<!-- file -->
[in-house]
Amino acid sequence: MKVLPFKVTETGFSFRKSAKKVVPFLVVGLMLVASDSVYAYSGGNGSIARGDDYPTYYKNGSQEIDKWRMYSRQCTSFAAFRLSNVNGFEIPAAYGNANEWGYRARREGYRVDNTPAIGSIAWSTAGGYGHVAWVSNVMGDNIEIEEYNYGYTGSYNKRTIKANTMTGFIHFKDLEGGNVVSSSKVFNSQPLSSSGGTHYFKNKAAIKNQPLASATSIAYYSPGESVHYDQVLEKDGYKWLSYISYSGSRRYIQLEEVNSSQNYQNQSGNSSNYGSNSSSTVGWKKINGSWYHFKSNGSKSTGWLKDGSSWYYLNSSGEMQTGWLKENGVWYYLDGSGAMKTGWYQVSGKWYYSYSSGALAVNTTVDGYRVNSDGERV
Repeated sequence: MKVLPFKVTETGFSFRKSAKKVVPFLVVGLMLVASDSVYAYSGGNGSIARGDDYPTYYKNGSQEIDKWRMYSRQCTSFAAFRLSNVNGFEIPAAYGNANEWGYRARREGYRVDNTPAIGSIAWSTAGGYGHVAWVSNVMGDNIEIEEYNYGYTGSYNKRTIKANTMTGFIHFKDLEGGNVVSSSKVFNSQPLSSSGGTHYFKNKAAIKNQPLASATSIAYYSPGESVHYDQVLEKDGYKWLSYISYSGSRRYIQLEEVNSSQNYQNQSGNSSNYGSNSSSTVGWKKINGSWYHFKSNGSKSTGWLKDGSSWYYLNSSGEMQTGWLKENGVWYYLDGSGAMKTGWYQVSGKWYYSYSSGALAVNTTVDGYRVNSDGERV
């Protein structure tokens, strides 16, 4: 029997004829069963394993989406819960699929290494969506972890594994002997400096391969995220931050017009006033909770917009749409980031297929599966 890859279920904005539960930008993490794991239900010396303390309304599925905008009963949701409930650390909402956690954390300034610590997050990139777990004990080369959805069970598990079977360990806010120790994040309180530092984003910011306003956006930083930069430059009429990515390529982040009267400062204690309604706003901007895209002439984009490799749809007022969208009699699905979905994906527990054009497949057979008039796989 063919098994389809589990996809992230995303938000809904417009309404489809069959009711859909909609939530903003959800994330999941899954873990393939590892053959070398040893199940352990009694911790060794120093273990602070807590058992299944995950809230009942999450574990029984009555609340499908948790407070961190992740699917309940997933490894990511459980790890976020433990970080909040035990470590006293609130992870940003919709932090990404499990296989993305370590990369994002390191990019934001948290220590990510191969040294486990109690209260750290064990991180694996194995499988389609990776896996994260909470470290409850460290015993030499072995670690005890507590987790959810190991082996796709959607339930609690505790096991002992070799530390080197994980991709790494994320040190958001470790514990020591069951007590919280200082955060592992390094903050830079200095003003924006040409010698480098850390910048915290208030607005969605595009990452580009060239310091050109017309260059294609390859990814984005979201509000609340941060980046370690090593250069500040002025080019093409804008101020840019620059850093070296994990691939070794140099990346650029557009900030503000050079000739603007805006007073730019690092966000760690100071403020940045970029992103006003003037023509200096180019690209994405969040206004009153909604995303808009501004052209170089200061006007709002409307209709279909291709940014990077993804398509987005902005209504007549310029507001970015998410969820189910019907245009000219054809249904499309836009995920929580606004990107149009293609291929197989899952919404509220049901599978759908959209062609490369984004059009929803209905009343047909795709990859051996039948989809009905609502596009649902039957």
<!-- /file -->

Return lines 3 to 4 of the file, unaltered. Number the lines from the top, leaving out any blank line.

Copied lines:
Repeated sequence: MKVLPFKVTETGFSFRKSAKKVVPFLVVGLMLVASDSVYAYSGGNGSIARGDDYPTYYKNGSQEIDKWRMYSRQCTSFAAFRLSNVNGFEIPAAYGNANEWGYRARREGYRVDNTPAIGSIAWSTAGGYGHVAWVSNVMGDNIEIEEYNYGYTGSYNKRTIKANTMTGFIHFKDLEGGNVVSSSKVFNSQPLSSSGGTHYFKNKAAIKNQPLASATSIAYYSPGESVHYDQVLEKDGYKWLSYISYSGSRRYIQLEEVNSSQNYQNQSGNSSNYGSNSSSTVGWKKINGSWYHFKSNGSKSTGWLKDGSSWYYLNSSGEMQTGWLKENGVWYYLDGSGAMKTGWYQVSGKWYYSYSSGALAVNTTVDGYRVNSDGERV
């Protein structure tokens, strides 16, 4: 029997004829069963394993989406819960699929290494969506972890594994002997400096391969995220931050017009006033909770917009749409980031297929599966 890859279920904005539960930008993490794991239900010396303390309304599925905008009963949701409930650390909402956690954390300034610590997050990139777990004990080369959805069970598990079977360990806010120790994040309180530092984003910011306003956006930083930069430059009429990515390529982040009267400062204690309604706003901007895209002439984009490799749809007022969208009699699905979905994906527990054009497949057979008039796989 063919098994389809589990996809992230995303938000809904417009309404489809069959009711859909909609939530903003959800994330999941899954873990393939590892053959070398040893199940352990009694911790060794120093273990602070807590058992299944995950809230009942999450574990029984009555609340499908948790407070961190992740699917309940997933490894990511459980790890976020433990970080909040035990470590006293609130992870940003919709932090990404499990296989993305370590990369994002390191990019934001948290220590990510191969040294486990109690209260750290064990991180694996194995499988389609990776896996994260909470470290409850460290015993030499072995670690005890507590987790959810190991082996796709959607339930609690505790096991002992070799530390080197994980991709790494994320040190958001470790514990020591069951007590919280200082955060592992390094903050830079200095003003924006040409010698480098850390910048915290208030607005969605595009990452580009060239310091050109017309260059294609390859990814984005979201509000609340941060980046370690090593250069500040002025080019093409804008101020840019620059850093070296994990691939070794140099990346650029557009900030503000050079000739603007805006007073730019690092966000760690100071403020940045970029992103006003003037023509200096180019690209994405969040206004009153909604995303808009501004052209170089200061006007709002409307209709279909291709940014990077993804398509987005902005209504007549310029507001970015998410969820189910019907245009000219054809249904499309836009995920929580606004990107149009293609291929197989899952919404509220049901599978759908959209062609490369984004059009929803209905009343047909795709990859051996039948989809009905609502596009649902039957």